Sally: I’ve got an idea. Let’s invite Ranger Bob to dinner to thank him for stopping Jimmy from doing something stupid.

Jimmy: It wasn’t stupid!

Sally: Whatever.

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Mama: That’s an excellent idea. After school tomorrow, you kits can ask him when he’s available.

The kits really didn’t know where he lived. They started at the park. No luck.

They decided to get up their courage and go into the woods to find the bears.

John: I am not going into the woods. It’s too scary.

Jimmy: Fine. Stay here.

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John: By myself?

Jimmy: Yes. By yourself.

John didn’t like that idea either. He looked at Anna.

John: Anna? Will you hold my hand?

Anna: Of course.

The raccoons went into the woods. They ran across several bears. But they all seemed so big that the kits hid. Finally, a cub came along.

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Jimmy: Hey, can we talk to you?

Cub (surprised): We don’t get many raccoons in this part of the woods now that you guys are semi-domesticated.

John: That’s because you guys are so scary.

Cub: We’re not scary. We’re just big. We wouldn’t hurt you.

Anna: We’re looking for Ranger Bob.

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Cub: Good luck. He left this morning. He seemed pretty upset.

Anna: Where did he go?

Cub: He wouldn’t tell any of us.

The kits thanked him and left. They were disappointed. How would they find him now?

Sally: We need to go home and think about this. Maybe Mama and Papa know where he might go.

The kits went home to talk to their parents.

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Next week: Why did Ranger Bob go, and why did he leave?

Pictures courtesy of Google

13

Feral Purrfessional – Part 3

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Where we are: Katie Kitty has been given a scholarship to Mid-America Animal Tech. She plans to become a Feral Purrfessional to provide medical care to the feral cat population. She has arrived at the school with her mother and sister Charlene. They have just met Katie’s roommate Elise and her father Edgar. Read the beginning of the story here and Part 2 here.

Elise: We start tomorrow. Let’s go see where everything is.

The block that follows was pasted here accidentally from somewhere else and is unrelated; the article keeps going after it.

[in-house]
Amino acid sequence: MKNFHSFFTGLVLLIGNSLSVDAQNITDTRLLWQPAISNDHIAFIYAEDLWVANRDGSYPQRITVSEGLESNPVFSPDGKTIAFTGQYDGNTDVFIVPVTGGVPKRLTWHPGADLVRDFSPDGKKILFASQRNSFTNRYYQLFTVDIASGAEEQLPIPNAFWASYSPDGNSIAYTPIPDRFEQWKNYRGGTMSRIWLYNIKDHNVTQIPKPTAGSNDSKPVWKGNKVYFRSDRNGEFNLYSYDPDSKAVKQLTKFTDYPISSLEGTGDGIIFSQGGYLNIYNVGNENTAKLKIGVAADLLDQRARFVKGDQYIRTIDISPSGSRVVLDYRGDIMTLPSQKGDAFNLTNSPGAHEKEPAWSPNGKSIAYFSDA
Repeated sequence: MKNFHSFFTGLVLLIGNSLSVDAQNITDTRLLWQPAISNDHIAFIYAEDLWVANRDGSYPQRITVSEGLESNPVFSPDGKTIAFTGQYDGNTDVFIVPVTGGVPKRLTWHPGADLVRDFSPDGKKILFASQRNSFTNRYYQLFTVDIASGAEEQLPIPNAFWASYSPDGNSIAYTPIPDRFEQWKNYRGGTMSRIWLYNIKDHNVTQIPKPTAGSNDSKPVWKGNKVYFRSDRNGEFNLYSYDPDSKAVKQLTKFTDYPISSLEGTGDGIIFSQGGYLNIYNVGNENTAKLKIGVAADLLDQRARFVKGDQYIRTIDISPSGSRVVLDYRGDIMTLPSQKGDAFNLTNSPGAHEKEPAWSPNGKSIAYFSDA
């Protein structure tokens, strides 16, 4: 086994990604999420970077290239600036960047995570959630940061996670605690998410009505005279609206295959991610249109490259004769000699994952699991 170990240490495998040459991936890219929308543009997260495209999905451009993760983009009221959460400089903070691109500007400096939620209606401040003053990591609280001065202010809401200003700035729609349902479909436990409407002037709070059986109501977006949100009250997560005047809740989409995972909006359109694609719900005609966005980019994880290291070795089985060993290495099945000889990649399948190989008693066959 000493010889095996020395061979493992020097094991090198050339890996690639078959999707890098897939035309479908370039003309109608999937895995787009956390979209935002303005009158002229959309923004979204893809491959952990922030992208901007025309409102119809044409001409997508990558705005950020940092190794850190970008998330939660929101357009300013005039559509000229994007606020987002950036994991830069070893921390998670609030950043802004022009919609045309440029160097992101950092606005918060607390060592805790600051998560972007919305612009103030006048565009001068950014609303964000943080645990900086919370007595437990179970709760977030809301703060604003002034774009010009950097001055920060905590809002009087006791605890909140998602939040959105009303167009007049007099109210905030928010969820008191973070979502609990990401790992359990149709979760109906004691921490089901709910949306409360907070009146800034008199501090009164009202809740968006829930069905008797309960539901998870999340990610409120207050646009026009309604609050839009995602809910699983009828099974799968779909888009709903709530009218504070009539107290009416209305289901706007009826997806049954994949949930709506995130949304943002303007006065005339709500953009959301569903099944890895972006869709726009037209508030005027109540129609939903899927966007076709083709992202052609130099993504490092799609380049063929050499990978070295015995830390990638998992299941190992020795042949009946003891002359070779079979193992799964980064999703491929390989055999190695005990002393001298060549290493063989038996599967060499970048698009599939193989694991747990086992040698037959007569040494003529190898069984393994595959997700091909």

Katie: Great idea! I think the labs are across the street. And the lecture rooms are the next building over.

Charlene: That way you guys can’t blow up everything at the same time.

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Katie: Thanks, Char. We really appreciate your support.

Katie looks at her mother and Edgar.

Katie: Are you coming, Mama?

Mama: I don’t know. I might be more frightened than ever about leaving you here.

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Edgar: Let’s go with them, Mrs. Kitty. That way you can see how safe it is.

Mama: Please call me Rose. No one calls me Mrs. Kitty. It sounds so strange.

Edgar: All right, Rose. I can explain what things are. It will make you feel better.

Rose: I guess that’s a good idea.

The girls race ahead chattering about how much fun they are going to have. Rose and Edgar follow close behind. There is a puma guard at the door to the labs.

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Guard: I’m sorry, but you’re not allowed in the building until tomorrow when classes start.

Edgar pulls out an identification card.

Edgar: It’s OK. I’m Edgar Khatt, Anatomy Purrfessor.

Guard: I’m sorry, Purrfessor. I’m new to the building. Please go ahead.

They enter the building, and Katie looks at Elise.

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Katie: Your dad works here?

Elise: Yeah. I don’t like to tell people. They think he got me in the program.

Edgar: Don’t worry, Katie. She won’t get more help than anyone else. I have an assistant who does the grading.

Katie: That’s pawsome, Purrfessor Khatt! I already know one of my teachers.